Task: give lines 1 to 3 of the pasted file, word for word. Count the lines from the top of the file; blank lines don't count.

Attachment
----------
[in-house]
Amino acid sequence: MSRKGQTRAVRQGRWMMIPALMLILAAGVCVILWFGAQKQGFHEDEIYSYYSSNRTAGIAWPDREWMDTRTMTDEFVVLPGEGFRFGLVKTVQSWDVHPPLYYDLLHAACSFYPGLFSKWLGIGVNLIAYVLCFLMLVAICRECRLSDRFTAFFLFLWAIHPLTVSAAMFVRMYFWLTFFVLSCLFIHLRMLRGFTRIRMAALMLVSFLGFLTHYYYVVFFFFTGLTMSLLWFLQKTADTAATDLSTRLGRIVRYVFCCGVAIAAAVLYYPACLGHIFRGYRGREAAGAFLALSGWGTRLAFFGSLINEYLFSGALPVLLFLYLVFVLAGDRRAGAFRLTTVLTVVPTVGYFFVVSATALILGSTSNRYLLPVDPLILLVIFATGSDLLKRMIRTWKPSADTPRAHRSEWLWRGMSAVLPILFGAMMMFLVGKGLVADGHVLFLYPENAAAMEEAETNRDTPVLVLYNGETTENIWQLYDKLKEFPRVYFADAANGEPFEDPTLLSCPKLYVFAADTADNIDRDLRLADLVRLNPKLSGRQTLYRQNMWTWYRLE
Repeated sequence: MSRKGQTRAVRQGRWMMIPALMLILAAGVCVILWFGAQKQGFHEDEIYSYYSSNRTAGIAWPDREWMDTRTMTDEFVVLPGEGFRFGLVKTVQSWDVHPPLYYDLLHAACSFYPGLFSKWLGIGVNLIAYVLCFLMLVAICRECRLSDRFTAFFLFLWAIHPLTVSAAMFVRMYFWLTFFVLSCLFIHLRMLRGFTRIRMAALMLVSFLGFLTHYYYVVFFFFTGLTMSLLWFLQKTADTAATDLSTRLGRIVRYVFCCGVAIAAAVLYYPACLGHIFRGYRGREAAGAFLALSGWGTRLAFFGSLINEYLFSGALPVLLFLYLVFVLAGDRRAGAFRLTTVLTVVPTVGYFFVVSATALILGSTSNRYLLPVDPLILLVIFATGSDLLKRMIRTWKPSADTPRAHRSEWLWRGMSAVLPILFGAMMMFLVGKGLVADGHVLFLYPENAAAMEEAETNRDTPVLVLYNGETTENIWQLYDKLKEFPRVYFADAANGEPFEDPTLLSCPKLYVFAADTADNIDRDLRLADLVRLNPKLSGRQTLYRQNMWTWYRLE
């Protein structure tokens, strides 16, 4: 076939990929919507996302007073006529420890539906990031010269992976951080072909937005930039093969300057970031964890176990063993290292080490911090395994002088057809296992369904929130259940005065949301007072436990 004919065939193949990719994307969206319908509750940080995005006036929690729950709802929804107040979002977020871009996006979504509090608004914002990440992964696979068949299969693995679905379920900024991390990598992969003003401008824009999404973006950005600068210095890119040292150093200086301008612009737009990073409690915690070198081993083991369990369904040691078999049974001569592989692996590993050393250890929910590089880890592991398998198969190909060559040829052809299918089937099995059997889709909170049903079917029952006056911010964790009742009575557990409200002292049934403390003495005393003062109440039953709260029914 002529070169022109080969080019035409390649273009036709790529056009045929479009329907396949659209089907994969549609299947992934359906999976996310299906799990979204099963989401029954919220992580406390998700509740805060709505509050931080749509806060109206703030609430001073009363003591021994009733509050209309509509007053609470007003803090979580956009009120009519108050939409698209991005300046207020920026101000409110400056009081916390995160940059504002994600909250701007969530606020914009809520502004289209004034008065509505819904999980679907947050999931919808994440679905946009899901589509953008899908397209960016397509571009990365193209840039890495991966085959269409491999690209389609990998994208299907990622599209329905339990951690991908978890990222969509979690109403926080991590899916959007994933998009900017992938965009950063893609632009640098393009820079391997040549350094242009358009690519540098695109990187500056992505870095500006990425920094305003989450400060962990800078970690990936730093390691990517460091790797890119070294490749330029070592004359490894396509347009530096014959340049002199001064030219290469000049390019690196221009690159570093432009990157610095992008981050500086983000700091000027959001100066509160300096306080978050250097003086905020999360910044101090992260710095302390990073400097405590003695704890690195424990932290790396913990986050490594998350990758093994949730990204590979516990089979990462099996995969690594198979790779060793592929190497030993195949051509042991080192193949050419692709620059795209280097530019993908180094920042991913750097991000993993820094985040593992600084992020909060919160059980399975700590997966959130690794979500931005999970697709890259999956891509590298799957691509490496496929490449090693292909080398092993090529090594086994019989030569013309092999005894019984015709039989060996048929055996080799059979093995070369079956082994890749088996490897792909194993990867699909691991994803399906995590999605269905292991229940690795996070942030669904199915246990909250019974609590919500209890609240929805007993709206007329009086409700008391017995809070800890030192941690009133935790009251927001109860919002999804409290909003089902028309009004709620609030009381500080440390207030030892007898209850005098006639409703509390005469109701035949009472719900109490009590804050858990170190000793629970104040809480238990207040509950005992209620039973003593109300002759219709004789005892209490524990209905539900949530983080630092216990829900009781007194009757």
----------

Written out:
[in-house]
Amino acid sequence: MSRKGQTRAVRQGRWMMIPALMLILAAGVCVILWFGAQKQGFHEDEIYSYYSSNRTAGIAWPDREWMDTRTMTDEFVVLPGEGFRFGLVKTVQSWDVHPPLYYDLLHAACSFYPGLFSKWLGIGVNLIAYVLCFLMLVAICRECRLSDRFTAFFLFLWAIHPLTVSAAMFVRMYFWLTFFVLSCLFIHLRMLRGFTRIRMAALMLVSFLGFLTHYYYVVFFFFTGLTMSLLWFLQKTADTAATDLSTRLGRIVRYVFCCGVAIAAAVLYYPACLGHIFRGYRGREAAGAFLALSGWGTRLAFFGSLINEYLFSGALPVLLFLYLVFVLAGDRRAGAFRLTTVLTVVPTVGYFFVVSATALILGSTSNRYLLPVDPLILLVIFATGSDLLKRMIRTWKPSADTPRAHRSEWLWRGMSAVLPILFGAMMMFLVGKGLVADGHVLFLYPENAAAMEEAETNRDTPVLVLYNGETTENIWQLYDKLKEFPRVYFADAANGEPFEDPTLLSCPKLYVFAADTADNIDRDLRLADLVRLNPKLSGRQTLYRQNMWTWYRLE
Repeated sequence: MSRKGQTRAVRQGRWMMIPALMLILAAGVCVILWFGAQKQGFHEDEIYSYYSSNRTAGIAWPDREWMDTRTMTDEFVVLPGEGFRFGLVKTVQSWDVHPPLYYDLLHAACSFYPGLFSKWLGIGVNLIAYVLCFLMLVAICRECRLSDRFTAFFLFLWAIHPLTVSAAMFVRMYFWLTFFVLSCLFIHLRMLRGFTRIRMAALMLVSFLGFLTHYYYVVFFFFTGLTMSLLWFLQKTADTAATDLSTRLGRIVRYVFCCGVAIAAAVLYYPACLGHIFRGYRGREAAGAFLALSGWGTRLAFFGSLINEYLFSGALPVLLFLYLVFVLAGDRRAGAFRLTTVLTVVPTVGYFFVVSATALILGSTSNRYLLPVDPLILLVIFATGSDLLKRMIRTWKPSADTPRAHRSEWLWRGMSAVLPILFGAMMMFLVGKGLVADGHVLFLYPENAAAMEEAETNRDTPVLVLYNGETTENIWQLYDKLKEFPRVYFADAANGEPFEDPTLLSCPKLYVFAADTADNIDRDLRLADLVRLNPKLSGRQTLYRQNMWTWYRLE